Today is the American Hiking Society’s 16th annual National Trails Day. Grab a shovel, rake, and a pair of gloves and go get dirty on one of your favorite nearby trails.

4437 responses so far

Jun 02 2008

Reel Rock Film Tour 2008

Published by Clay under Mundo News & Events

Filmmakers, get out your camcorders. It’s time for the third annual Reel Rock Film competition. There are two categories: Action/Drama and Humor/Spoof. Create a film that is no longer than 3 minutes, have your buddy hang from the highest crag you can find, toss in a little humor and you just might be one the top 10 finalist. The deadline of July 15th is fast approaching. Check the Reel Rock Tour site for the rules and regulations. Following the competition there will be a tour across North America and the films will be displayed on the silverscreen. The tour dates are not on the site now, so stay posted.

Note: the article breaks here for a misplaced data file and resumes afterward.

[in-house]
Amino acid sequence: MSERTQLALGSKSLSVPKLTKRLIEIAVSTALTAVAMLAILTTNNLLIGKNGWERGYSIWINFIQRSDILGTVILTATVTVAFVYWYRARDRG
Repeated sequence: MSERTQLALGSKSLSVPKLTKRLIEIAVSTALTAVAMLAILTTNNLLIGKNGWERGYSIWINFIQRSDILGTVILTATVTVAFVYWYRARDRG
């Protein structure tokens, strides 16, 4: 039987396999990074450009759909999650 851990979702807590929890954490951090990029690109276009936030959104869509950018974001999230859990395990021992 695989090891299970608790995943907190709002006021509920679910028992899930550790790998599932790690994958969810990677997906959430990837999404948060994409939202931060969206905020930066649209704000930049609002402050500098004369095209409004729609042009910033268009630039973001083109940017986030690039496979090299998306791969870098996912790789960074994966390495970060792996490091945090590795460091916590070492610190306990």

1st Annual REEL ROCK Film Tour

8891 responses so far

May 30 2008

Gear Review: Spork

Published by Ezra under Gear Review

There is a few things that I focus on when I’m about to purchase new gear. Simplicity, sleekness, and easy-to-clean or store. When it comes to cooking gear easy-to-clean becomes very important. Light My Fire is one of those companies that is getting it done in my book. And the Spork is their signature item. It even won some gear award (leave a comment and tell me what it says if you happen to understand Swedish).